Suddenly, Lauer found himself in a period of “extreme underemployment,” he recalls. He was in and out of work, with shows getting cancelled or his contracts not being renewed. He landed some small jobs, including some reporting for ESPN and entertainment news for HBO. Looking to make extra cash, one day he answered an ad to work as a tree trimmer. When the phone rang later in the day, he assumed it was the tree company. It was actually the assistant to then-WNBC New York General Manager Bill Bolster, seeking a meeting with Lauer.
Over dinner at New York's venerable 21 restaurant, Bolster offered Lauer a job as morning news anchor for WNBC. Lauer had never anchored a newscast and knew some people in his newsroom would be skeptical. “I decided I was going to kill them by working hard,” he says.
At one point, he was anchoring from 5 a.m. to 7 a.m., going home to sleep for a few hours, and returning to anchor the 5 p.m. newscast. In the mornings, Lauer would do live teases with Couric and Gumbel and felt there was nice chemistry to the exchanges. NBC execs took notice, too. One morning, Lauer took a call in the newsroom from then-Today executive producer Jeff Zucker, who wanted Lauer to fill in for a vacationing Gumbel. “The Today show was my dream job,” Lauer says. “It was a surreal moment.”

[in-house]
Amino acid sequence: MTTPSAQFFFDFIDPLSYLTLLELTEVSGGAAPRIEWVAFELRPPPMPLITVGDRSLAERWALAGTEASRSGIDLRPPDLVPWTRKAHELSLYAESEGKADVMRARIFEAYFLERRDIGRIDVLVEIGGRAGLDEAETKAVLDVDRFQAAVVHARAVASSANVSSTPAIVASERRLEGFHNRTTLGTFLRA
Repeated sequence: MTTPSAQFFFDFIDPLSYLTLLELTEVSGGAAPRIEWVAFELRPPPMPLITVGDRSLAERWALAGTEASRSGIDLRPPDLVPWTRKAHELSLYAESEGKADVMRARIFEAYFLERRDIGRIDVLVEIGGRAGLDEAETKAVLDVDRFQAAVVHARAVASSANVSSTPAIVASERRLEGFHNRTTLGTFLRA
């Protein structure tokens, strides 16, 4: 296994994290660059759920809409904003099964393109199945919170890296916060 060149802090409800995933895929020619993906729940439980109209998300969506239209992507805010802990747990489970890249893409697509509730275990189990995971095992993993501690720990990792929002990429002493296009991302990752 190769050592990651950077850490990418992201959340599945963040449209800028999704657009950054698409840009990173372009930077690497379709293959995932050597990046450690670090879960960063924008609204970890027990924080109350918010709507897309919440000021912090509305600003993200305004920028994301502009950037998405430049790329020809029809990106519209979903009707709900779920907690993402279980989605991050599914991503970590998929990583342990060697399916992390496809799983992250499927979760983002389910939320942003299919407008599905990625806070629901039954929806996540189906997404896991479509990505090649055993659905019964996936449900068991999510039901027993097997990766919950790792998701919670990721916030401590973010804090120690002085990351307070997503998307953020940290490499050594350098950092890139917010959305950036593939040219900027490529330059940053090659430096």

“He was the most natural person on television we'd ever seen,” says Zucker, now President and CEO of NBC Universal.
In 1993, Lauer began filling in on the Today news desk, and the next year joined the permanent cast as news anchor. (He continued to co-anchor WNBC's 5 p.m. news until 1996.) In 1997, he succeeded Bryant as co-host with Couric. Having been on failed shows, Lauer admits he was nervous to be a frontman.
“I thought the show would go in the tank and there would be only one person to point the finger at—me,” he says.